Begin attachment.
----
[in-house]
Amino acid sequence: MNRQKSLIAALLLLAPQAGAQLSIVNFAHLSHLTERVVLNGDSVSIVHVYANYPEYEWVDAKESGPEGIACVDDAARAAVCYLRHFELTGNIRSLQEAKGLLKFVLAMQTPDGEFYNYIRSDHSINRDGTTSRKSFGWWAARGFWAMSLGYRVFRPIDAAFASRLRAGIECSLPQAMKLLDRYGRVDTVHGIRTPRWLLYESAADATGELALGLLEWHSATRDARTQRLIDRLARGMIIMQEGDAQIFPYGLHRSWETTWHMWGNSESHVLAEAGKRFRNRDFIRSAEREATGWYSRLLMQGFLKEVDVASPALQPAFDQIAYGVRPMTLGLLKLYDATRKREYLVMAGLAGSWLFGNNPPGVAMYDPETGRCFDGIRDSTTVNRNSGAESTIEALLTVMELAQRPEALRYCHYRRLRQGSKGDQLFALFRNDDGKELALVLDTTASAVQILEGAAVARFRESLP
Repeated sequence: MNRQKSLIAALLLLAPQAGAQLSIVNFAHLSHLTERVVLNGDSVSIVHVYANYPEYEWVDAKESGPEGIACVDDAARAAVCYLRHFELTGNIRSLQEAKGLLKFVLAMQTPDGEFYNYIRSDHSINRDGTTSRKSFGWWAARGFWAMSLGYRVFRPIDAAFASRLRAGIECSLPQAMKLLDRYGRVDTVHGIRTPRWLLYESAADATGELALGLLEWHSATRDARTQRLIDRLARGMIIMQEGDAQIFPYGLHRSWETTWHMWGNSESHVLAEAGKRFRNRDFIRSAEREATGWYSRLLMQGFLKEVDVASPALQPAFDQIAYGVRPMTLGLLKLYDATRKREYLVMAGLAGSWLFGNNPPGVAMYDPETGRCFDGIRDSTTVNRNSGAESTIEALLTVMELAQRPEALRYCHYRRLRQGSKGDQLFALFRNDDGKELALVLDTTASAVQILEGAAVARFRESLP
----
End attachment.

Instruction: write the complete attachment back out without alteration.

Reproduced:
[in-house]
Amino acid sequence: MNRQKSLIAALLLLAPQAGAQLSIVNFAHLSHLTERVVLNGDSVSIVHVYANYPEYEWVDAKESGPEGIACVDDAARAAVCYLRHFELTGNIRSLQEAKGLLKFVLAMQTPDGEFYNYIRSDHSINRDGTTSRKSFGWWAARGFWAMSLGYRVFRPIDAAFASRLRAGIECSLPQAMKLLDRYGRVDTVHGIRTPRWLLYESAADATGELALGLLEWHSATRDARTQRLIDRLARGMIIMQEGDAQIFPYGLHRSWETTWHMWGNSESHVLAEAGKRFRNRDFIRSAEREATGWYSRLLMQGFLKEVDVASPALQPAFDQIAYGVRPMTLGLLKLYDATRKREYLVMAGLAGSWLFGNNPPGVAMYDPETGRCFDGIRDSTTVNRNSGAESTIEALLTVMELAQRPEALRYCHYRRLRQGSKGDQLFALFRNDDGKELALVLDTTASAVQILEGAAVARFRESLP
Repeated sequence: MNRQKSLIAALLLLAPQAGAQLSIVNFAHLSHLTERVVLNGDSVSIVHVYANYPEYEWVDAKESGPEGIACVDDAARAAVCYLRHFELTGNIRSLQEAKGLLKFVLAMQTPDGEFYNYIRSDHSINRDGTTSRKSFGWWAARGFWAMSLGYRVFRPIDAAFASRLRAGIECSLPQAMKLLDRYGRVDTVHGIRTPRWLLYESAADATGELALGLLEWHSATRDARTQRLIDRLARGMIIMQEGDAQIFPYGLHRSWETTWHMWGNSESHVLAEAGKRFRNRDFIRSAEREATGWYSRLLMQGFLKEVDVASPALQPAFDQIAYGVRPMTLGLLKLYDATRKREYLVMAGLAGSWLFGNNPPGVAMYDPETGRCFDGIRDSTTVNRNSGAESTIEALLTVMELAQRPEALRYCHYRRLRQGSKGDQLFALFRNDDGKELALVLDTTASAVQILEGAAVARFRESLP